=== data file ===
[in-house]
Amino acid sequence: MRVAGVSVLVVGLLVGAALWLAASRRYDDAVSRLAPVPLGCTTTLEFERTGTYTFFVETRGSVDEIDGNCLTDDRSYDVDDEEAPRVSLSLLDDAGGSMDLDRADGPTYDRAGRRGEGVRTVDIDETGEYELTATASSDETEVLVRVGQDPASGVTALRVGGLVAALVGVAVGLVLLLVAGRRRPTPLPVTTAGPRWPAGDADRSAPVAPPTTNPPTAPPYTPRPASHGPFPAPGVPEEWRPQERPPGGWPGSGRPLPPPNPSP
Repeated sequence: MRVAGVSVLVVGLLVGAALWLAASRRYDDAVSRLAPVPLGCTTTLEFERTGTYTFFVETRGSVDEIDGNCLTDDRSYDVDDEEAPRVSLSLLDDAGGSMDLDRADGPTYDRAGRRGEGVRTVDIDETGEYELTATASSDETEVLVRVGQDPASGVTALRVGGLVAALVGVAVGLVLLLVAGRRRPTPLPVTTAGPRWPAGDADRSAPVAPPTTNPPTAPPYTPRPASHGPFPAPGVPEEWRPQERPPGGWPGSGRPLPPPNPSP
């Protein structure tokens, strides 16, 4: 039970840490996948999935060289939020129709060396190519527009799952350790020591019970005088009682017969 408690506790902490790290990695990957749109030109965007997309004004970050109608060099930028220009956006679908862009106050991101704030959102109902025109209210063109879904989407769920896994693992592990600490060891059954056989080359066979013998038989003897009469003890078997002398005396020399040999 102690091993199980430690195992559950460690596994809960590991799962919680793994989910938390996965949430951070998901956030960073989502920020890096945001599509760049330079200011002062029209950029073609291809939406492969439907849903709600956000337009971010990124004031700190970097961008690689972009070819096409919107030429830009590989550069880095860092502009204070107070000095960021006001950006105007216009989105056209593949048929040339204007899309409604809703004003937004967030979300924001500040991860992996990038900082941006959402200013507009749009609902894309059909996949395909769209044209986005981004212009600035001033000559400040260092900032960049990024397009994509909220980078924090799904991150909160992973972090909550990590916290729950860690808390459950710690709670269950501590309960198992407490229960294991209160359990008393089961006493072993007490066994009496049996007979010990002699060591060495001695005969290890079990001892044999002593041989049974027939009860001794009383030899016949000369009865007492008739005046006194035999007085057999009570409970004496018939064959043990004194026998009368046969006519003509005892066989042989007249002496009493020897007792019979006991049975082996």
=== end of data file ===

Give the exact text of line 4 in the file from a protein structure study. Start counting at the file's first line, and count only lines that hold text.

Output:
């Protein structure tokens, strides 16, 4: 039970840490996948999935060289939020129709060396190519527009799952350790020591019970005088009682017969 408690506790902490790290990695990957749109030109965007997309004004970050109608060099930028220009956006679908862009106050991101704030959102109902025109209210063109879904989407769920896994693992592990600490060891059954056989080359066979013998038989003897009469003890078997002398005396020399040999 102690091993199980430690195992559950460690596994809960590991799962919680793994989910938390996965949430951070998901956030960073989502920020890096945001599509760049330079200011002062029209950029073609291809939406492969439907849903709600956000337009971010990124004031700190970097961008690689972009070819096409919107030429830009590989550069880095860092502009204070107070000095960021006001950006105007216009989105056209593949048929040339204007899309409604809703004003937004967030979300924001500040991860992996990038900082941006959402200013507009749009609902894309059909996949395909769209044209986005981004212009600035001033000559400040260092900032960049990024397009994509909220980078924090799904991150909160992973972090909550990590916290729950860690808390459950710690709670269950501590309960198992407490229960294991209160359990008393089961006493072993007490066994009496049996007979010990002699060591060495001695005969290890079990001892044999002593041989049974027939009860001794009383030899016949000369009865007492008739005046006194035999007085057999009570409970004496018939064959043990004194026998009368046969006519003509005892066989042989007249002496009493020897007792019979006991049975082996």